Civil War Breaks Out
At 4:30 a.m., April 12, 1861, Confederate forces began shelling the federal garrison at Fort Sumter, South Carolina, plunging the United States into the American Civil War. Three days later, President Abraham Lincoln issued a proclamation calling for 75,000 volunteers to suppress the Southern rebellion. On April 25, the first of what would eventually amount to thousands of raw recruits began streaming into Washington, DC. The rapid buildup of local regiments required the United States War Department to create structure out of chaos quickly. By late April, the War Department began organizing the volunteer army into military districts.
Organization of the Army
On May 27, 1861, the War Department issued General Orders No. 20, stating that “All that part of Virginia, east of the Allegheny Mountains and north of James river, except Fort Monroe and sixty miles around the same, will, for the present, constitute a new Military Geographical Department, under the command of Brigadier Gen. Irvin McDowell, U. S. A., whose headquarters will be movable.” Official documents subsequently referred to the “new Military Geographical Department” as the Department of Northeastern Virginia.
McDowell had under his command approximately 30,000 to 35,000 raw recruits, many of whom had enlisted for just three months. He divided force into five divisions led by:
- Brigadier-General Daniel Tyler
- Colonel David Hunter
- Colonel Samuel Heintzelman
- Brigadier-General Theodore Runyon
- Colonel D. S. Miles
Many historical sources refer to McDowell’s force as the Army of Northeastern Virginia, but there is scant evidence to support the designation as official.
First Battle of Bull Run
After taking command on May 28, 1861, McDowell focused his efforts over the next few weeks on organizing and training his green troops. President Lincoln and other government officials, however, were less concerned about the army’s lack of seasoning. Eager for a quick end to the rebellion, they pressured McDowell for action, sooner rather than later. Despite his misgivings, McDowell gave in to political pressure and marched his soldiers out of Washington, toward Manassas, Virginia, on July 16, 1861. On July 21 the Confederate Army of the Potomac, reinforced by the Army of the Shenandoah, routed the Army of Northeastern Virginia at the First Battle of Bull Run, sending them scurrying back to the Union defenses near Washington in a disorganized retreat.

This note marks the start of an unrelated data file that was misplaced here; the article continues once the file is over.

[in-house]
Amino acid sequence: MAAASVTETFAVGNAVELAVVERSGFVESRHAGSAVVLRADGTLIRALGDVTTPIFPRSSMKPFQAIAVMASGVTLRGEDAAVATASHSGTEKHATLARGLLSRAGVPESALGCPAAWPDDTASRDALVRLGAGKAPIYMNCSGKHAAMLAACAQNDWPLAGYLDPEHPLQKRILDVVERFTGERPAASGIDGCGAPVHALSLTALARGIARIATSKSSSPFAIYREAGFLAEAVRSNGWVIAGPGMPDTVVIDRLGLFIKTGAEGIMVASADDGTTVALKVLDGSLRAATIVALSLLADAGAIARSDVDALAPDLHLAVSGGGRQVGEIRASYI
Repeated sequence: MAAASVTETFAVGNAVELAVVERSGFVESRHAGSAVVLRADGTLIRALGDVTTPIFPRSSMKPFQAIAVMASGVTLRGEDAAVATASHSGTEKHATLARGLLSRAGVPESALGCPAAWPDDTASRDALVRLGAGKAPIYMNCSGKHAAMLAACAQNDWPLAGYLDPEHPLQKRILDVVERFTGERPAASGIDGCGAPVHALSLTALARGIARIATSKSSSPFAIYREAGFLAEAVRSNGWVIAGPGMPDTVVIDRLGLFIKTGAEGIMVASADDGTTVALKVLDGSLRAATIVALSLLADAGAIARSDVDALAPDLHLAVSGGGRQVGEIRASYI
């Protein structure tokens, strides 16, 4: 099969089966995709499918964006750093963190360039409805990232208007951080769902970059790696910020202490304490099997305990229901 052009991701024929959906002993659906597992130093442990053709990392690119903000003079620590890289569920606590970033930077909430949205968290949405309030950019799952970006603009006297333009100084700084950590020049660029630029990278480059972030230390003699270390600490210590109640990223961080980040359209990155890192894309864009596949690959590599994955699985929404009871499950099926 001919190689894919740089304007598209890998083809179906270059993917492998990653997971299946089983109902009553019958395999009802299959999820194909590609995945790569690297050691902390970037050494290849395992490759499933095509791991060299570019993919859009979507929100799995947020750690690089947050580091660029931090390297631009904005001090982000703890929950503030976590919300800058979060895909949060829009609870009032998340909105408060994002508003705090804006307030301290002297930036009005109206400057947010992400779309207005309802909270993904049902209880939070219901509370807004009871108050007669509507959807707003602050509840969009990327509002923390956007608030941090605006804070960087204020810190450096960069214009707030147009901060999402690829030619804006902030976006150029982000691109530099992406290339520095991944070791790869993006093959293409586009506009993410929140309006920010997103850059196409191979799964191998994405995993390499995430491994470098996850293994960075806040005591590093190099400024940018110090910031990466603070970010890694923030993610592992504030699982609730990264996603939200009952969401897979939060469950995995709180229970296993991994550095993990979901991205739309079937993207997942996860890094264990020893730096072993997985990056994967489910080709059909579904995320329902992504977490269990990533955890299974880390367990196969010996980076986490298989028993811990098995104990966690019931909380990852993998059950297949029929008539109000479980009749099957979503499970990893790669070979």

Dissolution of the Army
One week after the embarrassing defeat, the federal government began reorganizing its forces near the nation’s capital. On July 25, 1861, the War Department issued General Orders, No. 47, merging the Department of Northeastern Virginia with the Department of Washington to create the Division of the Potomac commanded by Major General George B. McClellan.
Three weeks later, on August 17, Lieutenant General Winfield Scott issued General Orders, No.15 (Headquarters of the Army) announcing a further consolidation and the creation of the Department of the Potomac, again commanded by. McClellan. On August 20, McClellan issued General Orders No. 1 (Army of the Potomac), assuming “command of the Army of the Potomac, comprising the troops serving in the former departments of Washington and Northeastern Virginia, in the Valley of the Shenandoah, and in the States of Maryland and Delaware.” The troops who served under McDowell formed the nucleus of the Army of the Potomac.